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Beware of old disk drives

In doing some research recently on the problems associated with recovering data from old tapes, I found out that a similar set of problems exist when trying to recover data stored on old disks. This problem becomes especially pronounced if a company unplugs an old disk drive and puts it on the shelf or keeps it in production too long.

The problem that companies are more likely to encounter when storing a disk drive on the shelf is not necessarily data degradation on the disk drive platter but mechanical failures of the parts within the disk drive itself. Greg Schulz, the lead analyst with Minneapolis-based StorageIO, finds that the lubricants of the mechanical parts within the disk drive can settle. This can cause the disk drive to malfunction when the company attempts power it up again for the first time in a long time.

Jim Reinert, VP of disaster recovery for Kroll Ontrack, a worldwide provider of data recovery services, says that the largest problem Kroll encounters with trying to recover data from old disk drives is repairing and replacing defective mechanical parts inside the disk drive. Motors failing and electronic circuit boards going bad are just some of the components Kroll has had to repair before it can recover the data from the drive. This situation requires Kroll to find an exact match for the defective part, usually on the used market.

Of course, mechanical problems can also occur while the computer system is still in use. Reinert finds that some of the toughest data to recover is found on older, proprietary computer systems that are in use but break. Typically found in manufacturing and production environments, these are older computer systems that control a piece of equipment that everyone uses but no one manages. As a result, the data is not backed up nor does anyone know who created the application or how it runs.

So, what’s the best way to protect data on old disk drives? The best and simplest way is to avoid keeping data on old disk drives and migrate data to newer disk drives. Kroll Ontrack classifies disk drives over five years in age as “old” since by this time disk drive warranties have usually expired and parts for the disk drive are out of production.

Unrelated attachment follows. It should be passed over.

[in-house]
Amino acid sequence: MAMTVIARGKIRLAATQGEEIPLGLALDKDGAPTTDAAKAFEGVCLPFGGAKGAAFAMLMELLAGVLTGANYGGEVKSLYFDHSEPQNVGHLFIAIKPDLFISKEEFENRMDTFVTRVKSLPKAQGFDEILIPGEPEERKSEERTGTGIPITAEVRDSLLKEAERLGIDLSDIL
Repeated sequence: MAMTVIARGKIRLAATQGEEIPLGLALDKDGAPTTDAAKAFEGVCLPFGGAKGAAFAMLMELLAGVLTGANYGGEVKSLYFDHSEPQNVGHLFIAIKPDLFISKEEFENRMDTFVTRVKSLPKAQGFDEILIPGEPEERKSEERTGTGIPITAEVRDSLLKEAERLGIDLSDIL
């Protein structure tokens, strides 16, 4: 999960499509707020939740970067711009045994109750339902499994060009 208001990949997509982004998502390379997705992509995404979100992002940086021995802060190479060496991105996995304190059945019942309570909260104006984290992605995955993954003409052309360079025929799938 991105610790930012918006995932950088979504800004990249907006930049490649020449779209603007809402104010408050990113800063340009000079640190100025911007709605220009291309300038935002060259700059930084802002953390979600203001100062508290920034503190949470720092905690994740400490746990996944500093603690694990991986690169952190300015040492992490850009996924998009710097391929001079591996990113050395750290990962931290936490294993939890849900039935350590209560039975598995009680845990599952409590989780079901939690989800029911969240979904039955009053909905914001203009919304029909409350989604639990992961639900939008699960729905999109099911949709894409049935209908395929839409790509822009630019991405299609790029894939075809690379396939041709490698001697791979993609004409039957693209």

Schulz is a little less dogmatic about the five year cut-off. He finds that disk drives that are up to seven to eight years in age are probably OK depending on what condition in which they were stored or how they are used in production. He suggests spinning them up on a regular basis (once every 3 to 6 months), though he agrees that as disk drives age, administrators should migrate the data to newer drives.

If a disk drive has already failed or you come across one of indeterminate age or condition and you don’t know what data is on it or its value to your business, your best bet is probably to send it to a data recovery specialist and keep your fingers crossed.

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The best way to deal with such cases is to contact Data Recovery Professionals such as Disk Doctors, who would help further recovering the lost data. They are also specialized in RAID Recovery
Aging is an issue that's not unique to storage. Seven-year-old servers are rare, and efficient data centers migrate their technologies to maintain needed performance. What's different is that storage holds precious data, and lots of it. Data migration to newer technology needs to be built into IT plans from the beginning, and considered an essential process to keep things working.